Chevron Employees Strike Threatens Global LNG Supply and Energy Prices


Employees at Chevron’s Australian liquefied natural gas (LNG) facilities have commenced a strike, sparking a dispute that may disrupt up to 7% of global supplies and potentially exacerbate the mounting pressure on energy prices. The lack of agreement in the pay and other issues-related discussions recently held has instigated the strike. Even after multiple sessions of negotiations and panels under the Fair Work Commission, Chevron and its employees, as represented by the Australian Offshore Alliance, have failed to reach a compromise.

The Alliance, speaking on behalf of 500 workers at the Gorgon and Wheatstone facilities located off the coast of Western Australia, has criticized Chevron’s negotiation performance. According to the union, Chevron’s (CVX) efforts have been notably unsatisfactory, leading them to declare, “It’s game on, Chevron.”

In response to the onset of the industrial strike which includes work stoppages, Chevron has confirmed that necessary measures have been taken to ensure continued safe and reliable operations. Stating that the union’s demands exceed the industry norms and recently agreed terms, they expressed the significant differences in their positions.

This impasse on the negotiation table has inadvertently affected the European natural gas markets, propelling a sharp increase in Dutch gas futures, a benchmark for the region. The escalating dependency of Europe on global LNG supplies, exacerbated by the significantly reduced pipeline gas deliveries from Russia since February 2022, has been a catalyst in the surging energy prices.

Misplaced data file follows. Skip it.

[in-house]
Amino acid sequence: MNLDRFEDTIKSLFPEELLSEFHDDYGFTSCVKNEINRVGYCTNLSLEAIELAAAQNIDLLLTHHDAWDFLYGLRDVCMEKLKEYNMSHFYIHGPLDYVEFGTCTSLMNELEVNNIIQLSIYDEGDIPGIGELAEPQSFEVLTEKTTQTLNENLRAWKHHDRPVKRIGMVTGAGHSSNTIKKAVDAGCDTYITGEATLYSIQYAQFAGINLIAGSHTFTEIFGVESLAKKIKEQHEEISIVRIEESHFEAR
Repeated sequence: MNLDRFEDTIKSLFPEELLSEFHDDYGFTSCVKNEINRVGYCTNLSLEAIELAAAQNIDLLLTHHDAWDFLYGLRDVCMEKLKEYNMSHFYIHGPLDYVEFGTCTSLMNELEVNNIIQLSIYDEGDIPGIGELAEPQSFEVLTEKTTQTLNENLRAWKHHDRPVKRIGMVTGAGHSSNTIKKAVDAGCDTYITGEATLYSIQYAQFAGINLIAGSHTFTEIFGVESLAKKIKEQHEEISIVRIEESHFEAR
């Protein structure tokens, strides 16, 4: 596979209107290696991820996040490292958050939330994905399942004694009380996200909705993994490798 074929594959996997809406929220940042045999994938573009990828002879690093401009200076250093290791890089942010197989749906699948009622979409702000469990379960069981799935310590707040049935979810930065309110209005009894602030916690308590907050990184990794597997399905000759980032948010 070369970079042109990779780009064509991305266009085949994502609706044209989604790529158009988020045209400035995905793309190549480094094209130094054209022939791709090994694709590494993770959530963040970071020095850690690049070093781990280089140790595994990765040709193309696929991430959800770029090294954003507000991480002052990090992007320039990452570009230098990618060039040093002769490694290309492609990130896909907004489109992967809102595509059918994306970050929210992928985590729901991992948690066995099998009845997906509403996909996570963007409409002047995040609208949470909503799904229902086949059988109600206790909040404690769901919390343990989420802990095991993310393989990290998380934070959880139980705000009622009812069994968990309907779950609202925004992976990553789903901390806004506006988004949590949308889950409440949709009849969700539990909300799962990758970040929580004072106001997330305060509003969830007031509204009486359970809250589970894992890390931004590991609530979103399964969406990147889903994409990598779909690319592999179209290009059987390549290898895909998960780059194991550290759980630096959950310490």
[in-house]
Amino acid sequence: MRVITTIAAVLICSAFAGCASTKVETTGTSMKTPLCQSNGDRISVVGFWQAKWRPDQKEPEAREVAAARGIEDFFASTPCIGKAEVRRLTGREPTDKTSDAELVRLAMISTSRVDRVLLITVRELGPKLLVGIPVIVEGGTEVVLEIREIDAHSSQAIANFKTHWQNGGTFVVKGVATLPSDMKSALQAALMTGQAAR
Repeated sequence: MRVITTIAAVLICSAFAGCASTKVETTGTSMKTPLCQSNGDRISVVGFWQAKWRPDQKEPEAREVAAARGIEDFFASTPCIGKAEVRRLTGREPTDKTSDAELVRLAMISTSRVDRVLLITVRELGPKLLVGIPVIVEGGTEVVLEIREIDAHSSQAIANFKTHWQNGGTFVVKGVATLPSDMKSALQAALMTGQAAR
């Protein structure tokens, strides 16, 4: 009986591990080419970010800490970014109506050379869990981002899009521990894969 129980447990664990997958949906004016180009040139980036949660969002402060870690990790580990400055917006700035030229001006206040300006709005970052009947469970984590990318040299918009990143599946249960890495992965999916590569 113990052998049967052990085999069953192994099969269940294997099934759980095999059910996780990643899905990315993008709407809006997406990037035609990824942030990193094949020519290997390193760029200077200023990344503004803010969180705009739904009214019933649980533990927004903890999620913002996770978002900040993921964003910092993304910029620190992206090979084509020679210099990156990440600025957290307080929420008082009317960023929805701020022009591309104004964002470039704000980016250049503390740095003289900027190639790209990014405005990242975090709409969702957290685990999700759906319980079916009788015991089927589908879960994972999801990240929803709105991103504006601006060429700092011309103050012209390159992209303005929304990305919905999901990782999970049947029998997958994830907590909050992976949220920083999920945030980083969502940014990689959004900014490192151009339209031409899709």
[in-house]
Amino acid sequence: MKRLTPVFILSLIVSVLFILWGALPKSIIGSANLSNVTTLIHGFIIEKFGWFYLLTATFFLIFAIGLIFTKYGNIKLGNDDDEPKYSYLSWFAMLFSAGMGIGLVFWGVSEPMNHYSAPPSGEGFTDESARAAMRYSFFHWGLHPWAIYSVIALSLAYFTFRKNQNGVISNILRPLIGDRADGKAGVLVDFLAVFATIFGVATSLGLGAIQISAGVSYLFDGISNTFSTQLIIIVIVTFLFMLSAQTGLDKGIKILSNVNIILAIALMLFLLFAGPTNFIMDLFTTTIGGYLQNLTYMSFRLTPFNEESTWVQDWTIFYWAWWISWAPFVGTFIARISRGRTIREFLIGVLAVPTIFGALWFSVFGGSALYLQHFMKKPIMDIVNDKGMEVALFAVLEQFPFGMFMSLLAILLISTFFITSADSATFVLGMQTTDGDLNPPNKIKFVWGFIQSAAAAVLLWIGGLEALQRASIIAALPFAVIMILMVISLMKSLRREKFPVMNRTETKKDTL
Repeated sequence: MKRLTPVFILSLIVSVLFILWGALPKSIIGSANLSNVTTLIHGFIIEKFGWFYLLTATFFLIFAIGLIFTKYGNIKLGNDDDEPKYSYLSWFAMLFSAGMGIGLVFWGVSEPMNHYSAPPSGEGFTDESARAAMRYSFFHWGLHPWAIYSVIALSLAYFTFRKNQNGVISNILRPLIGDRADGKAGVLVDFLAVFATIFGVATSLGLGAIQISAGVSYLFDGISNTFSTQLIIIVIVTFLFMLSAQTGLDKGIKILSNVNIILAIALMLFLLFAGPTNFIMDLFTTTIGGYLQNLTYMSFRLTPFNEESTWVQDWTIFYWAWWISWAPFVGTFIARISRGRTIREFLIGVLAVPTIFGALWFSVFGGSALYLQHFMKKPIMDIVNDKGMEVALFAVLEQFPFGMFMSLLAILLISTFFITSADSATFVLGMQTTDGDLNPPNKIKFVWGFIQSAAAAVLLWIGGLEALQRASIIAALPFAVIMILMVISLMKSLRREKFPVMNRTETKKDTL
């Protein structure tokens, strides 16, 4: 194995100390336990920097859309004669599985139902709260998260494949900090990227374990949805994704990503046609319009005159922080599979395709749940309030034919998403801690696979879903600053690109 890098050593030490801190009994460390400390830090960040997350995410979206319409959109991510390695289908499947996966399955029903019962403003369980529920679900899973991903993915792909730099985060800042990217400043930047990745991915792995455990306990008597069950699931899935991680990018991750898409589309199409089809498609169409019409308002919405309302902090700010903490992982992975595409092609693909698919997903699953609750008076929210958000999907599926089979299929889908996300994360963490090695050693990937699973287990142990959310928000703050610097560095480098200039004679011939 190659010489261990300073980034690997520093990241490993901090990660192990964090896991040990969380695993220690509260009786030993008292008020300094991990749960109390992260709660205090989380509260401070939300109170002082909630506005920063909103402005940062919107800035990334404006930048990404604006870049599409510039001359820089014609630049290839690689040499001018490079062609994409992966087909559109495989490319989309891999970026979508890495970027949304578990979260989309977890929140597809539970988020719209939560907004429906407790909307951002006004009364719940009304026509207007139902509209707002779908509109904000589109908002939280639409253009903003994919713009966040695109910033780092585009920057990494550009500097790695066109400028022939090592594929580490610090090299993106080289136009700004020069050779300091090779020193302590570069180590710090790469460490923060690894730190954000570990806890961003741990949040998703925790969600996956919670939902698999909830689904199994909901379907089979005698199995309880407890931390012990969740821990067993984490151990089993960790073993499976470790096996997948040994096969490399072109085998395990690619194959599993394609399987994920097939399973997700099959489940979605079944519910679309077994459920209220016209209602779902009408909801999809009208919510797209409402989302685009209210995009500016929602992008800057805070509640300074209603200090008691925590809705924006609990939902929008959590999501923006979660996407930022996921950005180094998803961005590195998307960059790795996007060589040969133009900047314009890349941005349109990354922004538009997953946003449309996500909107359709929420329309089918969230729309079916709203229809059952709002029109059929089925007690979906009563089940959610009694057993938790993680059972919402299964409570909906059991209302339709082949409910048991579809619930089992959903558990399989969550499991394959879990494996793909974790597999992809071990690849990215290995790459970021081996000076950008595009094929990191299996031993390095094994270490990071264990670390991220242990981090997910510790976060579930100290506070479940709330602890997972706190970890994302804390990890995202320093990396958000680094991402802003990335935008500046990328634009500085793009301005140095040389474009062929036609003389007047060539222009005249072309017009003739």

In the face of the imminent heating season, the region has been actively stockpiling natural gas, hitting 90% capacity two months early of the target date set by the European Commission. Despite the plummeting prices since last year, external factors including a severe winter or sustained global supply disruption could still drive prices upwards. The upward trend in oil prices caused by output cuts by Saudi Arabia and Russia is also a contributing factor.

The striking employees’ escalating industrial action plan, with a total strike set to initiate on 14th September, could result in forcing LNG consumers in Asia to find other sources. If production halts in both Chevron sites for a month, around 7% of global supply could vaporize, as per energy consultancy Wood Mackenzie. However, experts remain hopeful of avoiding such a scenario and maintain that the risk of significant production losses continues to be relatively low. The potential interruptions add to the precariously poised energy security scenario as we head into winter, with experts warning against early complacency.


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